Today Peter Cheese said on the 'Festival of Work' online conference - 'what gets measured, gets done' yet under his leadership it has consistently failed to engage in a discussion about why it feels it is not necessary to monitor ethnicity of its membership as part of its annual membership renewal and publish any action plan to address this, as a result ethnicity pay gap in HR will not get measured nor the racism that contributes to this be honestly discussed. CIPD does not advocate for the auditing of the level of participation of BAME in decision making roles (paid and volunteer); nor does it monitor the progression of BAME in HR and related fields such as HR academia; nor does it demonstrate a nuanced understanding of the psychological impact on BAME wellbeing due to racism within the profession to offer any support. It fails audit it own processes which victimises anyone who does not echo its propaganda messaging that it is some immune to institutional racism.

    Until more HR folk invest their emotional and intellectual energy to improving their racial literacy and resilience to have difficult conversations they will continue to act with clumsy interjections about what is or is not racism - doing more harm than good; continue to design policies and their enactment in ways that will compound the negative lived experiences for not just fellow BAME the wider BAME workforce and their local communities in denying access to good and safe work - the disproportionate impact on BAME workers and communities is testimony to the socio-economic impact. The failure to invest in racial literacy is causing considerable psychological harm most under-estimate the trauma carried by BAME to navigate this white space.

    Surely, any profession that claims to want to 'make a difference' should do no harm?
  • Hi need some advice.
    We where late to address the blm movement not because we don't care we have a diverse workforce and a zero tolerance for any discrimination. It was more that as a small business we are focused on making our way through covid so our employees have incomes and that we are not a political organisation.

    We support diversity completely and our employees come to work and we hope can be their selves regardless of gender race etc.

    We made a statement to the company around being proactive about diversity and setting up diversity groups where those who wish can have a voice on how to be more proactive with diversity in the workplace and we are putting resources and education in place to educate ourselves.

    This doesnt seem to be good enough and our silence whist we decided on how to address and the fact we are discussing diversity as a whole and not solely blm seems to have angered individuals.

    This has put the CEO off completely addressing the company as a whole as he sees our role is to keep our employees employed we provide a safe place to work, we fully and actively support diversity, we believe in a culture where you can bring your self to work and have opinions and views and not to worry about race gender etc. And we actively change any areas brought to our attention.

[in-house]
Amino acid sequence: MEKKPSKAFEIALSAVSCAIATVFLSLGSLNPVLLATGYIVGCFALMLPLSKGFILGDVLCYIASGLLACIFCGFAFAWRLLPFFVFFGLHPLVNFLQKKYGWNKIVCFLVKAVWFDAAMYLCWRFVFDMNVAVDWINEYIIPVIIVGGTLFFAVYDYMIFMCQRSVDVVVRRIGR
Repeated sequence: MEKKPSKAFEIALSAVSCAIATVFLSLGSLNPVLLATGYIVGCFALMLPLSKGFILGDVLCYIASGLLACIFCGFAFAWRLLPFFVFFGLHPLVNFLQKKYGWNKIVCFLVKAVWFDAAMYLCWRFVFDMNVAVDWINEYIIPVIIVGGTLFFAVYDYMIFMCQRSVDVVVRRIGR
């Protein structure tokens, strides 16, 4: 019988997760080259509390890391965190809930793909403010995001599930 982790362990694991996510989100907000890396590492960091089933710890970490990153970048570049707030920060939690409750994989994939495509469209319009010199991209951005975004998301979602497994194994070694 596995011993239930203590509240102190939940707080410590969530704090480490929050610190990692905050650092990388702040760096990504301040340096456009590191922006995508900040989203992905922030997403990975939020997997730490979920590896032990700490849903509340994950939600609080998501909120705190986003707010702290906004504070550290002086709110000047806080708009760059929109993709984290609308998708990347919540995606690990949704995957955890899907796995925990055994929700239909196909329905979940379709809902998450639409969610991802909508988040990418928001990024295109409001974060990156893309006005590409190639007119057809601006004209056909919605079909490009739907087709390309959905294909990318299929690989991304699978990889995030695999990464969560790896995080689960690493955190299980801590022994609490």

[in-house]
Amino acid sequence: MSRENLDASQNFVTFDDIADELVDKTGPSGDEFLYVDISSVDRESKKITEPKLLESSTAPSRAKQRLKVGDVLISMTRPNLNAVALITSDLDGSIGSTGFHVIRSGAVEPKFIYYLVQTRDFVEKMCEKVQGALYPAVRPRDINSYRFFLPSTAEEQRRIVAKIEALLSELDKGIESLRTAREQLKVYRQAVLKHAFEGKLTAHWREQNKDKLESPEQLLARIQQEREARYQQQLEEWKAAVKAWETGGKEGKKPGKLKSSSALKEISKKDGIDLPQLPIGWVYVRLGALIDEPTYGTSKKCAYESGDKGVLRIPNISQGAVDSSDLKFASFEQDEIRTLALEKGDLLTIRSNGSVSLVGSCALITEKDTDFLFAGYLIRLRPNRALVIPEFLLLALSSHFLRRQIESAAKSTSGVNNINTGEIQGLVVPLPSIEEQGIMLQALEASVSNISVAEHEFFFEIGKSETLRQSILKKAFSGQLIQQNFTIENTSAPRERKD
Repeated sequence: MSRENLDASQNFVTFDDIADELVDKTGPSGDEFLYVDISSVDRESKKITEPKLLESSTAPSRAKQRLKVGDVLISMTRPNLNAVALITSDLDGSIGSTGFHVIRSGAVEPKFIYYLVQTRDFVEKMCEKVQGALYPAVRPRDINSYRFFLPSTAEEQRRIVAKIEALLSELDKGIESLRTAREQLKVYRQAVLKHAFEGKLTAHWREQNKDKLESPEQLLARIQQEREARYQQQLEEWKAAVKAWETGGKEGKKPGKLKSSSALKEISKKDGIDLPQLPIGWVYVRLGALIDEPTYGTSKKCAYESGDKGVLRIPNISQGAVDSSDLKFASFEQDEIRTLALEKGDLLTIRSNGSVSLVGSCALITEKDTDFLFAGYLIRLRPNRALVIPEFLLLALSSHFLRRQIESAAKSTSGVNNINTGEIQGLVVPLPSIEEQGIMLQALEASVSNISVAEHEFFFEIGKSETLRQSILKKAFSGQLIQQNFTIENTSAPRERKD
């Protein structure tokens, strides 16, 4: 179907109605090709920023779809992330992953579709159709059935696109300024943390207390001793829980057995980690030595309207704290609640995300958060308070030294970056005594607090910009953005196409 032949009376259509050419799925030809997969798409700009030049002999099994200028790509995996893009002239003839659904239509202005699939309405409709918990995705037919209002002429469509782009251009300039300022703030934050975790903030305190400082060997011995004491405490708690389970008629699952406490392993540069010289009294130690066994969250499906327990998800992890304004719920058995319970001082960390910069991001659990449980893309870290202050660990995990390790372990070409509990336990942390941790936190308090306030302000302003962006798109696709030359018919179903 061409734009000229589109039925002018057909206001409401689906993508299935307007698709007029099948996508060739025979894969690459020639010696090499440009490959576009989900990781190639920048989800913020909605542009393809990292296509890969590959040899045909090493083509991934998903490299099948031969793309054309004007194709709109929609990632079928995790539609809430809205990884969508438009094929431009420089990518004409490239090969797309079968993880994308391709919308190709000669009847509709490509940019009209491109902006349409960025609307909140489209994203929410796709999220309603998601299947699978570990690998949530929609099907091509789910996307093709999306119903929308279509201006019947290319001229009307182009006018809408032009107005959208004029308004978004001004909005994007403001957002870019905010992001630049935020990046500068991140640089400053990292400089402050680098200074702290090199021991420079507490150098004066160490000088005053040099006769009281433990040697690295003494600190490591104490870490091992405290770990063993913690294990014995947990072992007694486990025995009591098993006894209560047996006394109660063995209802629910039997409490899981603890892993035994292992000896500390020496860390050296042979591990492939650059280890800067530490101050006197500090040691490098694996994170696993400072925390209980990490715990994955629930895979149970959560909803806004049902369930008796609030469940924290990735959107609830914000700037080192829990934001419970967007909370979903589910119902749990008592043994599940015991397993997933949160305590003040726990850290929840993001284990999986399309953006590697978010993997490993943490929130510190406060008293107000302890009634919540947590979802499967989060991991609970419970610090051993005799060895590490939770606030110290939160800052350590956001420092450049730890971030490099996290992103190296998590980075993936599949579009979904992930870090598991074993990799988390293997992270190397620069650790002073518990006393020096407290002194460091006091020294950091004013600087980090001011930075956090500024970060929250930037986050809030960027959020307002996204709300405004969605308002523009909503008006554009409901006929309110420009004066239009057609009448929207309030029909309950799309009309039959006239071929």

He made a point by saying by concentrating solely on blm I then must do this on the me too movement and may other political movement.we are not a political organisation we are obliged to provide a discrimination free work environment that's as far as we go.

    I kind of agree in the sense that as am Employer that level of duty of care to provide education,policy and a discrimination free work place is what we provide. We hire and reward based on talent, we train on unconscious bias. 

    What do we do now? How do we move forward with addressing diversity to the company, do we keep it as diversity as a whole and the agenda we have to support and educate or do we need to address blm to not look ignorant?


  • Hi David and Team, I have been left underwhelmed by the CIPD’s response to this matter. I have been a people professional for 22 years and have been a member of the CIPD pretty much that entire time. As a black woman, I have never once been asked for my opinion or been invited to engage with the CIPD on race in the workplace...until now...after a mediocre 4 steps has been shared with my professional body. Even the well-being resources are generalised and not considerate of the specific support your black members might need at this time.

    There is so much more that can be done and I am proud to say that we are doing all we can in my business. Even tho we all recognise that we are on a journey, had you asked, we would have shared.

    That said, you have now asked but I don’t think asking members to update via a Community Thread is the only thing you should be doing. Where is the task force of people that you are consulting with on this matter that consists of members of the CIPD who are both living this experience as black people but also allies? Is the senior leadership at CIPD diverse enough to have given better consideration of your response.

    I am more than willing to speak to anyone at the CIPD about this (and other issues for that matter). Please, use this opportunity to engage in a conversation which is not just through the pages of the World Wide Web!
  • And just one more thing whilst I’m here. BAME - that acronym needs reviewing and getting rid of. Ethnic groups are not necessarily minorities when we look through a world lens. We need to stop using limiting, diminishing terminology.
  • In reply to Ange:

    It may not be an ideal term, but what's your alternative suggestion and how would it be better?
  • In reply to Safia:

    We use LEEP. Lived Experience of Ethnic People